Mexico City – March 19, 2019 – In a historic ruling, Mexico’s Supreme Court of Justice has determined that the guardianship of people with disabilities is unconstitutional and contrary to the United Nations Convention on the Rights of Persons with Disabilities (CRPD).
Disability Rights International submitted an amicus curiae to the Supreme Court to support the case of Ernesto, a young man with a disability who was under guardianship. In 2015, Ernesto started a legal battle to have his right to legal capacity recognized and guaranteed. His case reached the Supreme Court last year.
In its amicus, DRI urged the Supreme Court to establish that the guardianship of people with disabilities is unconstitutional and not in line with the international standards that Mexico has subscribed to when it signed and ratified the CRPD. The CRPD recognizes the right of all persons with disabilities to make decisions, with legal effect, over their own lives – also known as the right to legal capacity.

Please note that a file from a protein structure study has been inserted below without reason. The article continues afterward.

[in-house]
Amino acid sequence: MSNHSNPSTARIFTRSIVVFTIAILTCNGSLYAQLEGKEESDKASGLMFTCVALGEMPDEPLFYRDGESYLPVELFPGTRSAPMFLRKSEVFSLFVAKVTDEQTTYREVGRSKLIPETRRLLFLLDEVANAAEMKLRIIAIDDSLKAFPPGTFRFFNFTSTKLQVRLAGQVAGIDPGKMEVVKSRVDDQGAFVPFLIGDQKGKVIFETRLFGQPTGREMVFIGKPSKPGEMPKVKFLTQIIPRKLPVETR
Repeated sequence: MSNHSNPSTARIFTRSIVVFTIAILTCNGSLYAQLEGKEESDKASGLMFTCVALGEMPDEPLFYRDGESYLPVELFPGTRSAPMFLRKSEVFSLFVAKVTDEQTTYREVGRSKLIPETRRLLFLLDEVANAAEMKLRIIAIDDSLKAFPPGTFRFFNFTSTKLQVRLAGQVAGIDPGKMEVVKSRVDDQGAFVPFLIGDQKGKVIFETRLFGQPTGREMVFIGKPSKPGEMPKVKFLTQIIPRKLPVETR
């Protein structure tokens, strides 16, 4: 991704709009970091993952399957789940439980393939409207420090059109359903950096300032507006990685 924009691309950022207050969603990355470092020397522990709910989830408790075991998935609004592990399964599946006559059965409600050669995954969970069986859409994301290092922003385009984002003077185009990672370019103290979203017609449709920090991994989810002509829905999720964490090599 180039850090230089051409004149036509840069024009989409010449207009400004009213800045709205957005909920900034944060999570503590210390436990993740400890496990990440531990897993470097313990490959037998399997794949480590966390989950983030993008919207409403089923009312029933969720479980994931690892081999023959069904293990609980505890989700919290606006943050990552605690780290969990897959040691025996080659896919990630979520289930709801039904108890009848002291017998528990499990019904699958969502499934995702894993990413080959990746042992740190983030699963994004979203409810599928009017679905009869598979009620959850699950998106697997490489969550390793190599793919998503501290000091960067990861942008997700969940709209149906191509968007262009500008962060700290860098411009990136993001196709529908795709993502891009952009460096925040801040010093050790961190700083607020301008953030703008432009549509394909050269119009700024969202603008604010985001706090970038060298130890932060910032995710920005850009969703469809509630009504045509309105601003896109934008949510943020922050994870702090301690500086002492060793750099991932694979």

On March 13, 2019, the Supreme Court ruled on the case and found that the guardianship of Ernesto was an “excessively restrictive” measure, incompatible with Article 1 of the Mexican Constitution and with Article 12 of the CRPD – which calls on States to “recognize that persons with disabilities enjoy legal capacity on an equal basis with others in all aspects of life.”
This decision by the Supreme Court is a historic step towards the recognition of the legal capacity of people with disabilities. Eric Rosenthal, Executive Director of DRI, urged “Mexico to make the necessary legislative reforms to eliminate the guardianship system and instead create a decision making support system in line with Article 12 of the CRPD.”